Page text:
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Weekly Media Review 2011-25
The Media Monitoring Project Zimbabwe
Monday June 20th - Sunday June 26th 2011
July 01, 2011

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ZANU PF steps up campaign against private media

As this report was being complied, SW Radio Africa and NewsDay (29 & 30/6) reported the arrest of journalists Nevanji Madanhire (editor) and Patience Nyangove (senior reporter) and company representative Loud Ramakgapola from the private weekly, The Standard, over a story the paper published on June 19th about the arrest and detention of MDC-T Minister Jameson Timba.

Reportedly, the three were charged with criminal defamation under Section 31 (A) (iii) and 96 of the Criminal Law (Codification) and Reform Act, after its front-page report: MDC-T fears for missing Timba's life, claimed Timba had been arrested by police officers, including "the notorious Crispen Makedenge", when Makedenge was allegedly "not present and involved in the arrest". The section criminalizes "publication of false statements prejudicial to the State" and that "undermines public confidence in law enforcement agencies".

The arrests came barely two days after the Daily News (28/6) reported an imminent crackdown on private media journalists, allegedly to discourage them from criticizing President Mugabe and his ZANU PF party, at the instigation of an unnamed ZANU PF politburo member, presumed to be Jonathan Moyo. These also came in the wake of a sustained propaganda campaign by Moyo, mostly on the national broadcaster, ZBC, and the official weekly, The Sunday Mail, depicting journalists working for the private media as having been recruited by Britain to effect illegal regime change in Zimbabwe.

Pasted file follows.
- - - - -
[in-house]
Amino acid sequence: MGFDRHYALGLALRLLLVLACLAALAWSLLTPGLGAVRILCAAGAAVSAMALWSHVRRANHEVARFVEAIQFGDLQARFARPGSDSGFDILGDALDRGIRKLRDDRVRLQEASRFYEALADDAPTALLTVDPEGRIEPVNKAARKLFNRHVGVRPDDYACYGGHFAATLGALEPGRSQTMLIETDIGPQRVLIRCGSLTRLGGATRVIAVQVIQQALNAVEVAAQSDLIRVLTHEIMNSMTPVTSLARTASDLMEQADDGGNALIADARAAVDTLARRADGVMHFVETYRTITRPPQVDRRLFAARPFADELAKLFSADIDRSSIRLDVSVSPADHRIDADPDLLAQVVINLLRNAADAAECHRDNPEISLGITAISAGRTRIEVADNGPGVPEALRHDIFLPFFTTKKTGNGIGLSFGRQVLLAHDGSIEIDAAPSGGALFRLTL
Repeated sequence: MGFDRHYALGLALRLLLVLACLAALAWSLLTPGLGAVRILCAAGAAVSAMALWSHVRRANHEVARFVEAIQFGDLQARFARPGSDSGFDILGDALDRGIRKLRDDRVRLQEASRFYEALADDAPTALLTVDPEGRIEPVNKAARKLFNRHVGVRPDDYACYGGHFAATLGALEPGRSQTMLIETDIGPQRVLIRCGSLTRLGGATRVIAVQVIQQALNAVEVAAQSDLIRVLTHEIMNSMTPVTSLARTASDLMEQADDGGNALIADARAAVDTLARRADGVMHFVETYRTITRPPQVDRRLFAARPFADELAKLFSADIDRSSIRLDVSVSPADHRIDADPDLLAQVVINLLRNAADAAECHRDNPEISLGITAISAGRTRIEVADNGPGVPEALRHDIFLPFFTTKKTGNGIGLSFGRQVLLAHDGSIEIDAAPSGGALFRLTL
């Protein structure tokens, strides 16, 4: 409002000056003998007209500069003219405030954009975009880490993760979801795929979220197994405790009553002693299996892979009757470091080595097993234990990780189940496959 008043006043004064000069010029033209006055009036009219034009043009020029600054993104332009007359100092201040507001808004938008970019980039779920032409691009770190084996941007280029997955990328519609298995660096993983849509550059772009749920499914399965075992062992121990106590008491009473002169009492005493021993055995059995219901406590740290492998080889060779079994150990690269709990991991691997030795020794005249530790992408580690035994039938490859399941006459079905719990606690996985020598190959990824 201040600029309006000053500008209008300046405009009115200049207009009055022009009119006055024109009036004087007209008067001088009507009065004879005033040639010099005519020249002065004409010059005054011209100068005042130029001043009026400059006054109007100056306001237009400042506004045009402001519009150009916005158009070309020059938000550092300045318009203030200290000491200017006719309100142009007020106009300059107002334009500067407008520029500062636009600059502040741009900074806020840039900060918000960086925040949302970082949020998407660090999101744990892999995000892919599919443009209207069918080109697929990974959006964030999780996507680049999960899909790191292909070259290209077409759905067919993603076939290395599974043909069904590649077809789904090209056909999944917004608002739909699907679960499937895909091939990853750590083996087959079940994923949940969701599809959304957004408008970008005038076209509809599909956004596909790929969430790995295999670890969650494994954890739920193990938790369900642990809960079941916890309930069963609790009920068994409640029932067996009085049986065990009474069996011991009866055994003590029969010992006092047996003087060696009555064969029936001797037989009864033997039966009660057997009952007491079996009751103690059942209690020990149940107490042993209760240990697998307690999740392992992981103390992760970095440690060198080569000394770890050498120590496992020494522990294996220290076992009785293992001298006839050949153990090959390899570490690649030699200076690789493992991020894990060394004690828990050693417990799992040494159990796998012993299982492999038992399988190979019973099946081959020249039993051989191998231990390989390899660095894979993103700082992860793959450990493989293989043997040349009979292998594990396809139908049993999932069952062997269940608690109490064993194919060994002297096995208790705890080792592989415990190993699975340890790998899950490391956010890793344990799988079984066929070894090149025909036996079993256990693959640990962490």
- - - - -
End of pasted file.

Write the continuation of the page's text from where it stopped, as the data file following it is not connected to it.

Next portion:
This was reflected in 11 stories the government media carried from June 19th to June 26th.

ZTV gave this "news" excessive prominence in their evening bulletins over four consecutive nights (21, 22, 23 & 24/6, 6 & 8pm) alleging that the Prime Minister Morgan Tsvangirai's Office was "in possession of more that £3m" to "fund operations on the private media in tarnishing the image and person of President Mugabe" under the supervision of Jameson Timba, Minister of State in the Prime Minister's office.

It quoted Moyo: "We know that it is Jameson Timba who is doing that coordination . . . This idea that we can have people behaving in this manner . . . has gone too far (and) is unacceptable and we must confront it".

The latest developments pose a major threat to renewed hopes for genuine media reforms, reflected in revelations that some senior ZANU PF officials now backed the reforms. Among these is ZANU PF Chivi South MP Irvene Dzingirai who urged government to "legalize" the operations of "pirate" radio stations such as SW Radio Africa and Studio 7, as they were "a vital source of information" (Radio VoP and NewsDay, 18 & 28/6).

Earlier, SW Radio Africa and ZimOnline (22 & 23/6) reported that the Parliamentary Portfolio Committee on Information, Media and Communication Technology had called for a review of Zimbabwe's broadcasting laws and an end to ZBC's monopoly of the airwaves, as it was "incompatible" with Zimbabweans' right to freedom of expression, in its report about the state of the media in the country.

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